Ontario's two leading political parties have rejected the possibility of forming a coalition, as polls suggest the province is headed toward its first minority government since the mid-1980s, with Liberal Leader Dalton McGuinty flatly ruling out any sort of deal with other parties to remain in power.
With just four days before voters go to the polls, the Liberals and Progressive Conservatives are neck and neck, and Andrea Horwath's New Democrats, enjoying levels of support they have not seen since the Bob Rae era, could hold the key to power.
Mr. McGuinty is outright rejecting forming a coaltion government, saying no other party but his has the experience to navigate through uncertain economic times. In an open letter to Progressive Conservative Leader Tim Hudak, Mr. McGuinty says only the Liberals have the experience to stand up for the economy as well as the province's hospitals and schools.
"That's why I am running to form a Liberal government - and only a Liberal government," he says in the letter. "There will be no coalition with either your party or the NDP."
Mr. McGuinty accuses Mr. Hudak and Ms. Horwath of turning away from promoting their individual platforms this weekend, and instead engaging in trying to "leverage political advantage" through minority government speculation.
In a scrum later Sunday, he went a step further, saying he would not enter into any pact with another party, as the Liberals did during the province's last hung parliament a decade ago.
"No coalition, no accord, no agreement, no entente," he said, using the name of the 1985 deal - dubbed "the accord" at the time - struck between his party and the NDP. In that arrangment, the two parties did not form a formal coalition, which would have entailed divvying up cabinet seats between them. Instead, the NDP propped up a Liberal minority government in exchange for having some of their key policies implemented.
On Sunday, Ms. Horwath stuck to her script, refusing to say whether she would make a deal with the other parties in the event of a hung parliament.
She deflected all questions on the subject, including one about whether she had spoken to the other party leaders about the subject and refused to make the same pledge as the Liberal leader had in his letter.
"Mr. McGuinty is busy talking about himself, and people want to talk about what matters to them," she said following a rally in downtown Toronto Sunday.
She also released a list of five policy priorities - essentially a rehash of her campaign platform - with details on what she would do to implement them within 100 days of winning office.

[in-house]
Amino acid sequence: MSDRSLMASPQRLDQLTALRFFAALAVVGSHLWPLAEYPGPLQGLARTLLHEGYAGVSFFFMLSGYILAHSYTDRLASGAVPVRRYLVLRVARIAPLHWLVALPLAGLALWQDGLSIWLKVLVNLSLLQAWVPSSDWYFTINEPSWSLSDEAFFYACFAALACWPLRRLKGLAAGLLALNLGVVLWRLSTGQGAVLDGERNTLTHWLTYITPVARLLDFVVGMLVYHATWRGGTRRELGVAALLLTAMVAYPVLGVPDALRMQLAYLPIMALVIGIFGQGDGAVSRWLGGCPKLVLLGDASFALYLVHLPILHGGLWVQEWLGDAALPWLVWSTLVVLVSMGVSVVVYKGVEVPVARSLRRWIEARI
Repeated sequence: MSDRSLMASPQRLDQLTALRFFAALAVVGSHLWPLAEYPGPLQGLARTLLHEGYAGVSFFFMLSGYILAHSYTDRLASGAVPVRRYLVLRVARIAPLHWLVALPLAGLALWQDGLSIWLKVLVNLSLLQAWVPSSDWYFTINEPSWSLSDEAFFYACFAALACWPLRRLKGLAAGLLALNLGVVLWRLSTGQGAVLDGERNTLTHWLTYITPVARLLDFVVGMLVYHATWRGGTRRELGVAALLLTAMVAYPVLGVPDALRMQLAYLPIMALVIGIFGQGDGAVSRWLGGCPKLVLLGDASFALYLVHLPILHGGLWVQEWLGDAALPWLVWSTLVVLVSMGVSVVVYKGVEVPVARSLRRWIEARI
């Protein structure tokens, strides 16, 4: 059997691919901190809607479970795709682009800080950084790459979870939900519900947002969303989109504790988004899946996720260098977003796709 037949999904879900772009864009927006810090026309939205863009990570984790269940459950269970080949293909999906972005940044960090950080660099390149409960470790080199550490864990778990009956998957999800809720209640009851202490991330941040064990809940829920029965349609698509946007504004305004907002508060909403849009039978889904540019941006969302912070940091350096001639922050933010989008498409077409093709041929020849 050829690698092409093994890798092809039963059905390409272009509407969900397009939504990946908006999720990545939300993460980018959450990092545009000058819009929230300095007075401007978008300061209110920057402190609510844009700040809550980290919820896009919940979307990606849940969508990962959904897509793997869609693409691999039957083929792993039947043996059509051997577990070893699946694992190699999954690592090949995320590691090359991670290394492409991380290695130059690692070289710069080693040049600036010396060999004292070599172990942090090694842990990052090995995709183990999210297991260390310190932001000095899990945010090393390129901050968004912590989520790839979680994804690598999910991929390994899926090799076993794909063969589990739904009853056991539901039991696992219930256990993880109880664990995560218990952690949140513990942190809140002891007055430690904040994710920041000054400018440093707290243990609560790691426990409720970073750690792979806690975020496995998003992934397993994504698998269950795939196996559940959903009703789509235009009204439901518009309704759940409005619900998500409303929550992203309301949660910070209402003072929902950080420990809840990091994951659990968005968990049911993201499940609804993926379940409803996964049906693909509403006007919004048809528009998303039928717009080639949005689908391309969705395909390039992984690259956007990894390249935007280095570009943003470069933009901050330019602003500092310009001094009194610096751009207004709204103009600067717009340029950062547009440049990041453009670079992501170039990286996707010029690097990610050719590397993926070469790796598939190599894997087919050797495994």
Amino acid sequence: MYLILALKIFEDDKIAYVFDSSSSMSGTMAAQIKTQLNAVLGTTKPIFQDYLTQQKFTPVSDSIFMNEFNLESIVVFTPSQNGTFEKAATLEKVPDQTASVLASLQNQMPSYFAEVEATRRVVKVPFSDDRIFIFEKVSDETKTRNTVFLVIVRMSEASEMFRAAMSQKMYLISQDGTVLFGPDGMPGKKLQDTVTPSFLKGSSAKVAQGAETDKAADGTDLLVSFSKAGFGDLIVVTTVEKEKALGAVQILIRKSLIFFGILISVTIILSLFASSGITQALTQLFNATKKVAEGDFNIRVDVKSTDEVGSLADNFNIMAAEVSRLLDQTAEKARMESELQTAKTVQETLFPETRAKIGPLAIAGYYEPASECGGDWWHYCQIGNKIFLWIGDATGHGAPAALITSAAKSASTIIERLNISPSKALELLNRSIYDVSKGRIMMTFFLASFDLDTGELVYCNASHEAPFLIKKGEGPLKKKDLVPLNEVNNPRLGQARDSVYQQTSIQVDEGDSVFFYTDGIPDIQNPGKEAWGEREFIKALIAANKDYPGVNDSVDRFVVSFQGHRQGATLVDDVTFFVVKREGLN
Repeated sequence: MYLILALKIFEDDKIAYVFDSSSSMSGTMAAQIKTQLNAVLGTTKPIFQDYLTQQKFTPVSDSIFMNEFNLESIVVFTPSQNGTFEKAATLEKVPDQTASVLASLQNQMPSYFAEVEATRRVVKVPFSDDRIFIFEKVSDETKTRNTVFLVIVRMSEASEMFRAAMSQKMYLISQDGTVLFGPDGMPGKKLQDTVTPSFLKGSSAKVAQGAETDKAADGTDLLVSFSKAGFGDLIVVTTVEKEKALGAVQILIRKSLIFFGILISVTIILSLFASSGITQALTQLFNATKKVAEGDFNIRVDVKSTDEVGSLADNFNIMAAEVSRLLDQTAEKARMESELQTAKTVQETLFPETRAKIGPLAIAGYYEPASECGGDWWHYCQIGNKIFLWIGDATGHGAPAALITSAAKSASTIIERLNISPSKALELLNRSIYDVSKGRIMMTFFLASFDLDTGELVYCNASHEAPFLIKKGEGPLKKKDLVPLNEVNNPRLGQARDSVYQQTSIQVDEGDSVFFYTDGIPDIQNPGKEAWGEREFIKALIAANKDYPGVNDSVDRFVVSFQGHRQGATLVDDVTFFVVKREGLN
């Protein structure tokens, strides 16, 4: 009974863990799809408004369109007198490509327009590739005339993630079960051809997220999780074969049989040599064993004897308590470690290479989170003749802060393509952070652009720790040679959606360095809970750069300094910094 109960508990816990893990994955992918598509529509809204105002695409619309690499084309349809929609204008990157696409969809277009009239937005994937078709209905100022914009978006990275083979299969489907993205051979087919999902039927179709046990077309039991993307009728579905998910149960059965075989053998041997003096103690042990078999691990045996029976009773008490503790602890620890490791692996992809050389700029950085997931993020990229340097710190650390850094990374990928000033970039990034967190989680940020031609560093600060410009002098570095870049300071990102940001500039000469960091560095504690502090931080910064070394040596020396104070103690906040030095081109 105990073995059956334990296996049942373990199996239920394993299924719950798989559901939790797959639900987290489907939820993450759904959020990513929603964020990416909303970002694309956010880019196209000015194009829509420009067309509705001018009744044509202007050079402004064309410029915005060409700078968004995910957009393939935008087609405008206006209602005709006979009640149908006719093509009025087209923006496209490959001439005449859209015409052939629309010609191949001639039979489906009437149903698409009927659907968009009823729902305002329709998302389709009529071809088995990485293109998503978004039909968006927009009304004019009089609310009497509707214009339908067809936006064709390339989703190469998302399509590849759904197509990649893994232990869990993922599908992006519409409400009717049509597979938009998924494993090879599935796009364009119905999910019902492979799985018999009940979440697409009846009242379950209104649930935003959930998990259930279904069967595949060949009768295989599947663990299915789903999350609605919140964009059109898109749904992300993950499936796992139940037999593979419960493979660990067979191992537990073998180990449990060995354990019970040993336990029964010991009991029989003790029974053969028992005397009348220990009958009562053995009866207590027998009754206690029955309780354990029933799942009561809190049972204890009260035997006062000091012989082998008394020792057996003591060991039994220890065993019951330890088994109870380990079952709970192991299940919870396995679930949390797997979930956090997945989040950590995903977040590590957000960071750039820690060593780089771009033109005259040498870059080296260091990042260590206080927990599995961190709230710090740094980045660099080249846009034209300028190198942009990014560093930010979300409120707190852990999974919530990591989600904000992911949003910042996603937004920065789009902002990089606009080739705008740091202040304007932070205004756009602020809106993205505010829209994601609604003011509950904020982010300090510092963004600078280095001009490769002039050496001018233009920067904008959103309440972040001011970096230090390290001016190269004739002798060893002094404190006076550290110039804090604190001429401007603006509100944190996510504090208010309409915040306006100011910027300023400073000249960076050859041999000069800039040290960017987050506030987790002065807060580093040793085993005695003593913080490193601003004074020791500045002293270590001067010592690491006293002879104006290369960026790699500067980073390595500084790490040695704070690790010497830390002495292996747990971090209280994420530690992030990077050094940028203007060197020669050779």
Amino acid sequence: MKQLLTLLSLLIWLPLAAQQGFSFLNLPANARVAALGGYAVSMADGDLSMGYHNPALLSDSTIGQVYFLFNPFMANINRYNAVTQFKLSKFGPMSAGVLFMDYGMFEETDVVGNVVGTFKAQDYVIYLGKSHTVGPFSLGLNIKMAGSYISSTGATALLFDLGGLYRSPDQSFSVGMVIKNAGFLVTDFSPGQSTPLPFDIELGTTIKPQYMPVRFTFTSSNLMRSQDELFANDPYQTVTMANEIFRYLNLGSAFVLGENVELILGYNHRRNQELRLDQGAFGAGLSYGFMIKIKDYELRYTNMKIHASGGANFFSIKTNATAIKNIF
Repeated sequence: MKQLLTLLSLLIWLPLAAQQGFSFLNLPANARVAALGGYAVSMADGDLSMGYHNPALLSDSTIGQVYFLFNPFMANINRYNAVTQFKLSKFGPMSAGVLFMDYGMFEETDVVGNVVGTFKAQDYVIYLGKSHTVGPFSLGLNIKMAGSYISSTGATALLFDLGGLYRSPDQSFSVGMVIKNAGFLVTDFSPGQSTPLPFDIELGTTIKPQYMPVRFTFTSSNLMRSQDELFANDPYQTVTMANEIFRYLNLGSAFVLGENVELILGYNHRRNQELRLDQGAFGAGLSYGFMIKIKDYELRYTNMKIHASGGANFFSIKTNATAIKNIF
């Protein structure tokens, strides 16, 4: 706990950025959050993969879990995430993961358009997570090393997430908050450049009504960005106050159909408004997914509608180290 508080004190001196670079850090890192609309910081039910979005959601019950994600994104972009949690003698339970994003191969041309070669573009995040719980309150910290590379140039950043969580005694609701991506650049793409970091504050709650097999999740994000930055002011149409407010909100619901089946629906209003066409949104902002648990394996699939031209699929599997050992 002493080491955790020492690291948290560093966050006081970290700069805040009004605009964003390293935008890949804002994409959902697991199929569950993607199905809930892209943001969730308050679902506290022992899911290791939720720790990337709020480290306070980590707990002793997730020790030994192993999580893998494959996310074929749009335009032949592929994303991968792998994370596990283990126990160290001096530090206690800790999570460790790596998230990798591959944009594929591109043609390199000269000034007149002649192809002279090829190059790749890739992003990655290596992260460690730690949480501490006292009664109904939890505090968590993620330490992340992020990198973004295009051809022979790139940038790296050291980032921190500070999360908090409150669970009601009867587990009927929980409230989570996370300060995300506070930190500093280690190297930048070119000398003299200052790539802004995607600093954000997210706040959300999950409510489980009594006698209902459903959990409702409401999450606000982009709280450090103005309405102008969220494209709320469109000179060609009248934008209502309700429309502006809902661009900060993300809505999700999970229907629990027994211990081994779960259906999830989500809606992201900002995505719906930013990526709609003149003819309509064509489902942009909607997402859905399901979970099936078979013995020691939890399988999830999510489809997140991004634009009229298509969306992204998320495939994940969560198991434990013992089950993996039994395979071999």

While the list has been seen as a way of telegraphing to her opponents what they would have to do to earn her support, Ms. Horwath insisted they are pledges that would be carried out if the NDP wins the election outright.
Among the pledges were promises to cut taxes for small business, freeze postsecondary tuition fees, take the HST off some expenditures, cap executive salaries in the public sector and reverse corporate tax cuts within 100 days of the election. It also guaranteed a balanced budget by 2017-2018.
At a noisy rally, Ms. Horwath tried to shore up support for the NDP in Toronto, where it faces several tight two-way battles with the Liberals. She broadened her pitch to emphasize themes of health care and the environment in a bid to differentiate her party from Mr. McGuinty's in the left-leaning ridings of the city's core.
"[People are]tired of a govt that says 'we can't fix healthcare, it's too expensive," she told a crowd of about 200 party faithful. Sporting a broad smile and hugging supporters, she appeared energetic amid the raucous crowd.
Mr. Hudak began speaking more openly about the possibility of a Liberal-NDP coalition Saturday, and continued that message Sunday as he campaigned in Toronto.
He said such a coalition would increase the HST, introduce a carbon tax and raise corporate taxes.
"I'm in this election to win, not listen to the NDP," he said. "Those other two parties? We know their history and we just can't afford it."
In the absence of a coalition or confidence-and-supply agreement, a minority government would have to rule from issue-to-issue as was seen in Ottawa prior to Prime Minister Stephen Harper winning a majority in May.